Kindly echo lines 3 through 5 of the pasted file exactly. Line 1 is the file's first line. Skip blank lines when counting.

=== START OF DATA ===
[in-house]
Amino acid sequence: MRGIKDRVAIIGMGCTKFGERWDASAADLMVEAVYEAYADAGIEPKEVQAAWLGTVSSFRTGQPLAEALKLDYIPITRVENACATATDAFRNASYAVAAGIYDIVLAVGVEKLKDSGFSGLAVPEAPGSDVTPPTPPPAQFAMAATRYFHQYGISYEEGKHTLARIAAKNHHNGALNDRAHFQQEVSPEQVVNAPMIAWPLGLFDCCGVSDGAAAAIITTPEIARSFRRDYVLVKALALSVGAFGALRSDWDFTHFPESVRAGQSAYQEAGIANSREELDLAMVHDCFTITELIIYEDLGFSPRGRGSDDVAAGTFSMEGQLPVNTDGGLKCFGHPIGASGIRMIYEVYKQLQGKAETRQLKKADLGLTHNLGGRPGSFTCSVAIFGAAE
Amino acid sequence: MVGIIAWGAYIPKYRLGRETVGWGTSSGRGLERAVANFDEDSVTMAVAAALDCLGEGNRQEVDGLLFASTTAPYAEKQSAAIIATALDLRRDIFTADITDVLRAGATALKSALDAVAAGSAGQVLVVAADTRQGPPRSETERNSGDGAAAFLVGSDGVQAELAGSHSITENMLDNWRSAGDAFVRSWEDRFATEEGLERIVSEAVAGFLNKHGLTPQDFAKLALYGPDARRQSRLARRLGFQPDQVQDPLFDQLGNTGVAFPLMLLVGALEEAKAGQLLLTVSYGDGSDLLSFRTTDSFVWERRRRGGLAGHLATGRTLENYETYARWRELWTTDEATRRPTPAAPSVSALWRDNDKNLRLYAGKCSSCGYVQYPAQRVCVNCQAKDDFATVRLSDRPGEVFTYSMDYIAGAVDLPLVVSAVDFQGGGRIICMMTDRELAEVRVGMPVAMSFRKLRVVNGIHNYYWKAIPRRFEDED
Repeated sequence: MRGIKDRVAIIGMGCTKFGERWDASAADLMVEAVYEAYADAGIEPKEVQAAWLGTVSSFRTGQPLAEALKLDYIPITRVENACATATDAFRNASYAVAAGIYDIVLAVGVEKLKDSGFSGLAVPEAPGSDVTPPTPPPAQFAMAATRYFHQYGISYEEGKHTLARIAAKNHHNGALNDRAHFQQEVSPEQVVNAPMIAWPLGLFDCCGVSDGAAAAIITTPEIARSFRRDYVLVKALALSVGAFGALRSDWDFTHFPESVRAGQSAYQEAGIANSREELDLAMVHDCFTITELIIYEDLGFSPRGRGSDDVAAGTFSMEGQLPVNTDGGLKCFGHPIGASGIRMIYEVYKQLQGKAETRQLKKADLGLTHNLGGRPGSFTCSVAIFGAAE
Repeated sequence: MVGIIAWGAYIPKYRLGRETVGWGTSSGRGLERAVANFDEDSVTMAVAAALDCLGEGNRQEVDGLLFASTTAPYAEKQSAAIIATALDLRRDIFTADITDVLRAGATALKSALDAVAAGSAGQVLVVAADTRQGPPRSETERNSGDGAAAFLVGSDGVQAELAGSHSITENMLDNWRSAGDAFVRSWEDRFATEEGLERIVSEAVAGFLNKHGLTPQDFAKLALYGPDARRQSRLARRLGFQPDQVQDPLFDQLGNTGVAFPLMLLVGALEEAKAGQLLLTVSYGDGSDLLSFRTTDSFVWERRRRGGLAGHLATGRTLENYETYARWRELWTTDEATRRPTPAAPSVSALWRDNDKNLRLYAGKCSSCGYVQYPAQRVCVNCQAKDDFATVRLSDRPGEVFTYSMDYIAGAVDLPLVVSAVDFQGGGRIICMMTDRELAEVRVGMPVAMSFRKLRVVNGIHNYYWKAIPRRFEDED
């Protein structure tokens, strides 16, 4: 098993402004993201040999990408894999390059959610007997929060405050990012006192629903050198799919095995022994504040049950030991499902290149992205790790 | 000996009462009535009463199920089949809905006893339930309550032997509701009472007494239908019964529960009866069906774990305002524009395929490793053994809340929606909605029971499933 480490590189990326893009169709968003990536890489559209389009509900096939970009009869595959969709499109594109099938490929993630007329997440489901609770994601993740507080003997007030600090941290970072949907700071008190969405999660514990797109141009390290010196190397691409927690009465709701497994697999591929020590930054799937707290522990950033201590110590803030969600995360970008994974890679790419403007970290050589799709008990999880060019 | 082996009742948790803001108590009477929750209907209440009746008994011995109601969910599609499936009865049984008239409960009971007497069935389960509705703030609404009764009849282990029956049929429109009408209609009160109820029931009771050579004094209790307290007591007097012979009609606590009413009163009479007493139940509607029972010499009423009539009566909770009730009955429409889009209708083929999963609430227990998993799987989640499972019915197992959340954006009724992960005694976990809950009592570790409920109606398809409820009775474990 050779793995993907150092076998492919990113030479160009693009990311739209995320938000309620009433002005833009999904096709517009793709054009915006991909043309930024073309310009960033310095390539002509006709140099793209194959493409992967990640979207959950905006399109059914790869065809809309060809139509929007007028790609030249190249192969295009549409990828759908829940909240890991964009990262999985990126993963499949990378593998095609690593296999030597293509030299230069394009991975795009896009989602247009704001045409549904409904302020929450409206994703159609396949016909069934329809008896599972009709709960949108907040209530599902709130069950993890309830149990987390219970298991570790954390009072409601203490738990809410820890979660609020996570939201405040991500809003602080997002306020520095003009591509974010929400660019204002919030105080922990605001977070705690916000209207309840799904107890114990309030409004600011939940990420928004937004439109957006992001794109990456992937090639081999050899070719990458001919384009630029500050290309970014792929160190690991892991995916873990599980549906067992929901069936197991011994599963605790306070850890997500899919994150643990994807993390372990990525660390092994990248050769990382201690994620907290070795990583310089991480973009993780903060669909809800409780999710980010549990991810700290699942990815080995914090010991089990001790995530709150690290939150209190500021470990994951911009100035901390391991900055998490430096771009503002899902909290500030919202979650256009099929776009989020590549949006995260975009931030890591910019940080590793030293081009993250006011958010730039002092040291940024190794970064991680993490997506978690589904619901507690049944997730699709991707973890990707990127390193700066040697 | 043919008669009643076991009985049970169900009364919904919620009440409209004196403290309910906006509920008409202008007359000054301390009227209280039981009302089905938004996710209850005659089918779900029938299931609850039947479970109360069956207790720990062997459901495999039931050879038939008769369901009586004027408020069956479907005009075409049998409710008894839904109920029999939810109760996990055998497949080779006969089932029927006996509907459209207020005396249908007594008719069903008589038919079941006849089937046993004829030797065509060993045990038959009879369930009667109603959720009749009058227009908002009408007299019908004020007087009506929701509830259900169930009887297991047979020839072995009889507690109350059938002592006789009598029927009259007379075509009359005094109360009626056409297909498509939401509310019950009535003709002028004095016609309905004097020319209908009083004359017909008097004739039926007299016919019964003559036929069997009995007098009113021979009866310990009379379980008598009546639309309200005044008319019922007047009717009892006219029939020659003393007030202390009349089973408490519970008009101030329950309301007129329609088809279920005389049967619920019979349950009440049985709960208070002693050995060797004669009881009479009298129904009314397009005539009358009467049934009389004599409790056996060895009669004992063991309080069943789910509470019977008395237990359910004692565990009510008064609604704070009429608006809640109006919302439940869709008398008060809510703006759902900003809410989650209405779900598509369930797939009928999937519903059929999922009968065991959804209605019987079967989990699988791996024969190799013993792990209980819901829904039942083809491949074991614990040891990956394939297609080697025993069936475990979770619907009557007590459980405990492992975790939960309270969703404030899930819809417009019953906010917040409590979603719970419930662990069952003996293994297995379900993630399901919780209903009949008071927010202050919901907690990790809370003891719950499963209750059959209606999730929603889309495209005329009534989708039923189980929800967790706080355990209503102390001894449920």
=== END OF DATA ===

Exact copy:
Amino acid sequence: MVGIIAWGAYIPKYRLGRETVGWGTSSGRGLERAVANFDEDSVTMAVAAALDCLGEGNRQEVDGLLFASTTAPYAEKQSAAIIATALDLRRDIFTADITDVLRAGATALKSALDAVAAGSAGQVLVVAADTRQGPPRSETERNSGDGAAAFLVGSDGVQAELAGSHSITENMLDNWRSAGDAFVRSWEDRFATEEGLERIVSEAVAGFLNKHGLTPQDFAKLALYGPDARRQSRLARRLGFQPDQVQDPLFDQLGNTGVAFPLMLLVGALEEAKAGQLLLTVSYGDGSDLLSFRTTDSFVWERRRRGGLAGHLATGRTLENYETYARWRELWTTDEATRRPTPAAPSVSALWRDNDKNLRLYAGKCSSCGYVQYPAQRVCVNCQAKDDFATVRLSDRPGEVFTYSMDYIAGAVDLPLVVSAVDFQGGGRIICMMTDRELAEVRVGMPVAMSFRKLRVVNGIHNYYWKAIPRRFEDED
Repeated sequence: MRGIKDRVAIIGMGCTKFGERWDASAADLMVEAVYEAYADAGIEPKEVQAAWLGTVSSFRTGQPLAEALKLDYIPITRVENACATATDAFRNASYAVAAGIYDIVLAVGVEKLKDSGFSGLAVPEAPGSDVTPPTPPPAQFAMAATRYFHQYGISYEEGKHTLARIAAKNHHNGALNDRAHFQQEVSPEQVVNAPMIAWPLGLFDCCGVSDGAAAAIITTPEIARSFRRDYVLVKALALSVGAFGALRSDWDFTHFPESVRAGQSAYQEAGIANSREELDLAMVHDCFTITELIIYEDLGFSPRGRGSDDVAAGTFSMEGQLPVNTDGGLKCFGHPIGASGIRMIYEVYKQLQGKAETRQLKKADLGLTHNLGGRPGSFTCSVAIFGAAE
Repeated sequence: MVGIIAWGAYIPKYRLGRETVGWGTSSGRGLERAVANFDEDSVTMAVAAALDCLGEGNRQEVDGLLFASTTAPYAEKQSAAIIATALDLRRDIFTADITDVLRAGATALKSALDAVAAGSAGQVLVVAADTRQGPPRSETERNSGDGAAAFLVGSDGVQAELAGSHSITENMLDNWRSAGDAFVRSWEDRFATEEGLERIVSEAVAGFLNKHGLTPQDFAKLALYGPDARRQSRLARRLGFQPDQVQDPLFDQLGNTGVAFPLMLLVGALEEAKAGQLLLTVSYGDGSDLLSFRTTDSFVWERRRRGGLAGHLATGRTLENYETYARWRELWTTDEATRRPTPAAPSVSALWRDNDKNLRLYAGKCSSCGYVQYPAQRVCVNCQAKDDFATVRLSDRPGEVFTYSMDYIAGAVDLPLVVSAVDFQGGGRIICMMTDRELAEVRVGMPVAMSFRKLRVVNGIHNYYWKAIPRRFEDED